The panther chameleon (Furcifer pardalis) is a species of chameleon found in the eastern and northern parts of Madagascar in a tropical forest biome. Additionally, it has been introduced toRéunion and Mauritius.
Male panther chameleons can grow up to 20 inches in length, with a typical length of around 17 in (45 cm). Females are smaller, at about half the size. In a form of sexual dimorphism, males are more vibrantly colored than the females. Coloration varies with location, and the different color patterns of panther chameleons are commonly referred to as ‘locales’, which are named after the geographical location in which they are found. Panther chameleons from the areas of Nosy Be,Ankify, and Ambanja are typically a vibrant blue, while those from Antsiranana and Sambava are red, green or orange. The areas of Maroantsetra and Tamatave yield primarily red specimens. Numerous other color phases, and patterns occur between and within regions. Females generally remain tan and brown with hints of pink, peach, or bright orange, no matter where they are found, but there are slight differences in patterns and colors among the different color phases.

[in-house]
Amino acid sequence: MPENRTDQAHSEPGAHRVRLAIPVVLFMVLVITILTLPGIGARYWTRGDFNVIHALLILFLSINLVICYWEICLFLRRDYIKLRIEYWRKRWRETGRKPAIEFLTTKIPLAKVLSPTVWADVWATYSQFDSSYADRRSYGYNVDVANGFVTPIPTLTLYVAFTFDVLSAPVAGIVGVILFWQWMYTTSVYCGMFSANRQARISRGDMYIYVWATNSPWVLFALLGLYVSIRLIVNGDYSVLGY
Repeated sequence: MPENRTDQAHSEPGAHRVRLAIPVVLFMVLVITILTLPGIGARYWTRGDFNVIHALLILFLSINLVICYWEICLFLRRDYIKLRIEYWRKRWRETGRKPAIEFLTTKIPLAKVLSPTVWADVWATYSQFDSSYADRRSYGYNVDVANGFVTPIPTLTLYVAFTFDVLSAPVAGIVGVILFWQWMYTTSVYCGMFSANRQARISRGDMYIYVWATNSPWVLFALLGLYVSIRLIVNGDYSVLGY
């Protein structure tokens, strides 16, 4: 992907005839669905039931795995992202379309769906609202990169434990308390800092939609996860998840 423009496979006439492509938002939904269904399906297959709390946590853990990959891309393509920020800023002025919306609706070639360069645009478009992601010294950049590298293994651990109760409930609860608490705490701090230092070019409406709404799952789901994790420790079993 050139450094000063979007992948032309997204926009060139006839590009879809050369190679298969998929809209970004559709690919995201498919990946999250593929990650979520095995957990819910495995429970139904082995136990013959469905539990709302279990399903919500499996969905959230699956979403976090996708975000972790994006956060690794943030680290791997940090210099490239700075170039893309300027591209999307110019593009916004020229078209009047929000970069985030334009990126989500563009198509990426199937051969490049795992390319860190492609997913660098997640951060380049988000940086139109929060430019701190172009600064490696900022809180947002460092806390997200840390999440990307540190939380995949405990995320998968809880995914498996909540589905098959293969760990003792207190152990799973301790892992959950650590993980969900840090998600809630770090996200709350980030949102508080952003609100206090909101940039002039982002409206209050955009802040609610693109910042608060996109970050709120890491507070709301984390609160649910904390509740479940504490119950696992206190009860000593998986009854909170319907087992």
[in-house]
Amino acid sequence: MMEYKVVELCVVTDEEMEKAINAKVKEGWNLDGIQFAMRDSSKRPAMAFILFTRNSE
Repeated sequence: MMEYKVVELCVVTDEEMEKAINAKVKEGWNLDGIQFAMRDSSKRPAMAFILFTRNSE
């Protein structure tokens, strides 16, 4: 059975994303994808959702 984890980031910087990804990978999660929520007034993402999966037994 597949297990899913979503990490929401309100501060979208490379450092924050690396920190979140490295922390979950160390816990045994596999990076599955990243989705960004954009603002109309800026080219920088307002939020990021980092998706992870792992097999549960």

It is a common misconception that chameleons of any kind can change colour to match any colour of their environments. All chameleons have a natural colour range with which they are born, and is dictated by their species. It is affected by temperature, mood, and light. If, for example, the colour purple is not within the range of colours to which their particular species can change, then they will never turn purple.
Like most species of chameleons, the panther chameleon is very territorial. It spends the majority of its life in isolation, apart from mating sessions. When two males come into contact, they will change color and inflate their bodies, attempting to assert their dominance. Often these battles end at this stage, with the loser retreating, turning drab and dark colors. Occasionally, the displays result in physical combat if neither contender backs down.
(From Wikipedia, June 2015)